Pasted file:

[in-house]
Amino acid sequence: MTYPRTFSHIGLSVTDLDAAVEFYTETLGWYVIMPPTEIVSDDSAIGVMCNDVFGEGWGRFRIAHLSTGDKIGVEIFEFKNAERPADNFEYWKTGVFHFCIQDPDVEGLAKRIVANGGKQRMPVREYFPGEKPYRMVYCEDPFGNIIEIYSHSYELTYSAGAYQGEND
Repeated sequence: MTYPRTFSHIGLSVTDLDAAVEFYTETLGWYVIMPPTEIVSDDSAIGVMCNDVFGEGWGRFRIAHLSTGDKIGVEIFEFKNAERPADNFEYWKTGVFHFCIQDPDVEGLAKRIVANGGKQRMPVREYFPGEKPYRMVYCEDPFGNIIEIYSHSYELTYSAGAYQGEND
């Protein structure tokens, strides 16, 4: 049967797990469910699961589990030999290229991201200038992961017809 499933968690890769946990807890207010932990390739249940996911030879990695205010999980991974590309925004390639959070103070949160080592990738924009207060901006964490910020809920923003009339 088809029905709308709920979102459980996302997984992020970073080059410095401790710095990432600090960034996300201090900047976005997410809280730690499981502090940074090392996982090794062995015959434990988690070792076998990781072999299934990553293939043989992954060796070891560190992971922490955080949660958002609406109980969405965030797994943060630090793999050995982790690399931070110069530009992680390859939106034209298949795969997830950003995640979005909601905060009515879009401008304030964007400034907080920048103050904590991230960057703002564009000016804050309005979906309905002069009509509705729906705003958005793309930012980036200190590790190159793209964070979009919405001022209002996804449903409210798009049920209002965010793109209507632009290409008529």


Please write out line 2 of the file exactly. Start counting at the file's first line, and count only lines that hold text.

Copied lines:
Amino acid sequence: MTYPRTFSHIGLSVTDLDAAVEFYTETLGWYVIMPPTEIVSDDSAIGVMCNDVFGEGWGRFRIAHLSTGDKIGVEIFEFKNAERPADNFEYWKTGVFHFCIQDPDVEGLAKRIVANGGKQRMPVREYFPGEKPYRMVYCEDPFGNIIEIYSHSYELTYSAGAYQGEND